Kate Dalbey

Apr
23,
2014
by Kate Dalbey

We've all seen those powerpoint presentations - 70+ slides on your digital marketing strategy for the next year. We've all sat through those meetings - 4+ hours of a dry, dull, state-of-the-state review of where you're at and where you're going, with every data point, minute tactical detail, and unnecessary supporting graphic included. People tend to zone out 20 minutes into these meetings, and nobody ends up remembering that gigantic powerpoint you worked so hard to put together. There's too much bulk and not enough bite - too much fluff and not enough action. Or sometimes...too much action.

If you are a Google AdWords advertiser, you might have blinked in confusion earlier this month when there were rumors circulating about keyword and query data going away in Google Analytics. As many SEO practitioners have learned the hard way, Google can - and will take features away at their discretion. The ensuing debate following the removal of search-query data from organic listings is still alive and well, so it is easy to see how this fresh round of paid-search rumors have also struck a major nerve.

When I logged into the good old Google Analytics platform this morning, I was greeted with yet another Google change:

Visits in Google Analytics are now Sessions.
Unique Visitors in Google Analytics are now Users.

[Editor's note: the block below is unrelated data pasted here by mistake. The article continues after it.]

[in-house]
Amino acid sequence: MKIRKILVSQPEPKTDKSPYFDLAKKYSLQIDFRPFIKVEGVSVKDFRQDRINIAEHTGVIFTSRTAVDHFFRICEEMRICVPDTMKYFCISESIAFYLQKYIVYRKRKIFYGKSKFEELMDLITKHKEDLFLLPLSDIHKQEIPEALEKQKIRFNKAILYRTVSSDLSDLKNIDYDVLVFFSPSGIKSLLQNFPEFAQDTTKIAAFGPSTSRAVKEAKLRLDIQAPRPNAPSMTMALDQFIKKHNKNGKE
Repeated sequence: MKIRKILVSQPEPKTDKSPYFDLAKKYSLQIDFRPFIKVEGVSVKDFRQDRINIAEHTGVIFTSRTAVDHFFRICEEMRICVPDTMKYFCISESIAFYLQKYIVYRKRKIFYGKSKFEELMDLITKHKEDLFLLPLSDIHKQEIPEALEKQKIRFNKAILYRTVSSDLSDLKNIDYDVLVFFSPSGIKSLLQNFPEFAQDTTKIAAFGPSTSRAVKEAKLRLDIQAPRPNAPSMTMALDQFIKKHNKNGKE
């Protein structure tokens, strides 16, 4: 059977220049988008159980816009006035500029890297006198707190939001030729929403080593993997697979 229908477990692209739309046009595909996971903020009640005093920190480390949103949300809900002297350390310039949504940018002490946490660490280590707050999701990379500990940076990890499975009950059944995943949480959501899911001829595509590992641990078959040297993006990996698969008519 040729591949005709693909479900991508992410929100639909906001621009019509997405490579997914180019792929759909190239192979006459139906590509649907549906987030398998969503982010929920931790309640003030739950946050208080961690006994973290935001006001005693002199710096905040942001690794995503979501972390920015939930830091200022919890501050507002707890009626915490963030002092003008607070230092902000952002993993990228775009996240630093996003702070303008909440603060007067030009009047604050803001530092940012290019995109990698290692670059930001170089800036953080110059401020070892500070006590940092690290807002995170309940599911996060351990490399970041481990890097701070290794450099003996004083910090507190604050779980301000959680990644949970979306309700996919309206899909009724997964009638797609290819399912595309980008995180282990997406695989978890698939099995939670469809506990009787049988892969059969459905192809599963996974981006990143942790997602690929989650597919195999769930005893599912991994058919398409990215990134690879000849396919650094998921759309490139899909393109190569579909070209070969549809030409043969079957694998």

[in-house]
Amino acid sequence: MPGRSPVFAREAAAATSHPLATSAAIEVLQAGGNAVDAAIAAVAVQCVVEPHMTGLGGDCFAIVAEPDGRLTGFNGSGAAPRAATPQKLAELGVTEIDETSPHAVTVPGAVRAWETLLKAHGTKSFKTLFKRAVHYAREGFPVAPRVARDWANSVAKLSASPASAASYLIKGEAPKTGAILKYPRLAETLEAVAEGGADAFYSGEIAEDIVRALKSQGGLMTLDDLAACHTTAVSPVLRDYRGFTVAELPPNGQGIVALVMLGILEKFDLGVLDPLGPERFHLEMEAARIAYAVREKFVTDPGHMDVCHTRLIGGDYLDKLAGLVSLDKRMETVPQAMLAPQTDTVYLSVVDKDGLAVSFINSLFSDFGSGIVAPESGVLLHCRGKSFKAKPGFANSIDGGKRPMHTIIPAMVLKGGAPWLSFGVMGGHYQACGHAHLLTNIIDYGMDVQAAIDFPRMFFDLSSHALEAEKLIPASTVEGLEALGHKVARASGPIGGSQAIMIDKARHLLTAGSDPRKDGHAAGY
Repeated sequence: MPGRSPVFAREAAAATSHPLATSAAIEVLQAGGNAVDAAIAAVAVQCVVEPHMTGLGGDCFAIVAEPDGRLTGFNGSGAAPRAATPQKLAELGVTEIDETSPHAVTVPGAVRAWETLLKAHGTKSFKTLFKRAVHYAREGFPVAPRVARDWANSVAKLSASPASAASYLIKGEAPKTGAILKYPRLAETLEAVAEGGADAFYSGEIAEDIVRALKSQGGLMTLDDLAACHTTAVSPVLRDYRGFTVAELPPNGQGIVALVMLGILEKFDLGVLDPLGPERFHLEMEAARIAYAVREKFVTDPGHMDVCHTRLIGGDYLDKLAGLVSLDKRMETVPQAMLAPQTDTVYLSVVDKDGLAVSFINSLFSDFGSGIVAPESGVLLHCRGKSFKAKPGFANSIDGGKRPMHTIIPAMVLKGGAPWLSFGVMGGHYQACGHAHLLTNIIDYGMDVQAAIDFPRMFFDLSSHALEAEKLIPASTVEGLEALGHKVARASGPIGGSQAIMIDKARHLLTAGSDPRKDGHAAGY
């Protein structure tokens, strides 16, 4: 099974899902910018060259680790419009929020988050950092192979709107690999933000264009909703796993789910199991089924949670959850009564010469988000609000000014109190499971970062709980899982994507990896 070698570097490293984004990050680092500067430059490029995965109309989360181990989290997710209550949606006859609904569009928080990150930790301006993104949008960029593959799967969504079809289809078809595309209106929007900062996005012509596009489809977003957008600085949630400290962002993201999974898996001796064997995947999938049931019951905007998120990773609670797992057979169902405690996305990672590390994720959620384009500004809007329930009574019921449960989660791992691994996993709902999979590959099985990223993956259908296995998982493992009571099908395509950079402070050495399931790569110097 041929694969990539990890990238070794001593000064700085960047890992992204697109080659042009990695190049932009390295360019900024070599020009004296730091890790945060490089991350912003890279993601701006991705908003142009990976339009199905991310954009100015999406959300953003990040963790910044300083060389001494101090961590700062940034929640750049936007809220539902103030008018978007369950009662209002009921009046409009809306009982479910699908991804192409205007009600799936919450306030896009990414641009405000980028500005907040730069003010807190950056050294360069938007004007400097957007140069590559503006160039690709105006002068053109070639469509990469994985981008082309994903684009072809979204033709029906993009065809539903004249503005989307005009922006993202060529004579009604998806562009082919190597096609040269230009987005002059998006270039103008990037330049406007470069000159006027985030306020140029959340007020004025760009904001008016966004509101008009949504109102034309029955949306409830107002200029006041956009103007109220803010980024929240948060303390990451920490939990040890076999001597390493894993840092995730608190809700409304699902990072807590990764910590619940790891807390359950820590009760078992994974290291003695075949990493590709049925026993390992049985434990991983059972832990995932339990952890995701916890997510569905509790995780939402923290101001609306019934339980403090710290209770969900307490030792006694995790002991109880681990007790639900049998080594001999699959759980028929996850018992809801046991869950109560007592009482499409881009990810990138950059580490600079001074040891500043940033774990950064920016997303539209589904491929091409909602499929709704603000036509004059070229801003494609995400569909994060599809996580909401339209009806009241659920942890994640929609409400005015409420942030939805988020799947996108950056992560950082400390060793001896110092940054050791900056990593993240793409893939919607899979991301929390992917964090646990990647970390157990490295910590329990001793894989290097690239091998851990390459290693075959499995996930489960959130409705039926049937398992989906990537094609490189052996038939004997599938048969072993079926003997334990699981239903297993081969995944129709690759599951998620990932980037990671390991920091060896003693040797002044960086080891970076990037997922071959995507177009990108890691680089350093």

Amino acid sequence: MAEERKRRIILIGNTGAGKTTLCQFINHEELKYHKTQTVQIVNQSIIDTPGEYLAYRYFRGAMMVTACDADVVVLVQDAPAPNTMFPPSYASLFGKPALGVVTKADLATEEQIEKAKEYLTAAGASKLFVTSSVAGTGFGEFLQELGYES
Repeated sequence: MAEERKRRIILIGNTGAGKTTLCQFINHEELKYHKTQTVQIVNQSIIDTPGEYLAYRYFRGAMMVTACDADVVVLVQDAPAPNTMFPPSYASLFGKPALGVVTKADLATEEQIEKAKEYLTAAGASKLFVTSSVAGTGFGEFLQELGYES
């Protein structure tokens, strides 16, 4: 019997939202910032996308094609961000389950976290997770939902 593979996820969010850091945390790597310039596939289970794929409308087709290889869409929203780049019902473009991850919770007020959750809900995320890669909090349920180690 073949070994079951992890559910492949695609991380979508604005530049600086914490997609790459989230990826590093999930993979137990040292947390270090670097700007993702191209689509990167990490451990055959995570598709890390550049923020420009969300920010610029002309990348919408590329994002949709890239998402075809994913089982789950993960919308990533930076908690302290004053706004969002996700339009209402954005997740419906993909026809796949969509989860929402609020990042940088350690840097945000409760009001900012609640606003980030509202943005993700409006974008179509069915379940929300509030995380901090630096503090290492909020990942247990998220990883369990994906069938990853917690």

Quality Assurance: the ever important practice of making sure things work. Where QA lacks the innovative experimentation and flashy creativity of development and design, or the leadership of project management, it makes up for in consistency, organization, and the incredibly rewarding feeling of knowing, with complete confidence, when the final product is ready for the client. For those of us who are detail oriented, obsessively methodized, and really good at thinking outside the box (or as I prefer to say, "coming up with ways to break things"), QA is the perfect role. (You know who you are.)

I recently went to a Philly Tech Week event that was hosted by The Marks Group. They discussed how technologies are constantly changing and it may be difficult for some people to keep up with them. Here are the trends and topics that were discussed by The Marks Group, many of which might prove to be vital for your company.

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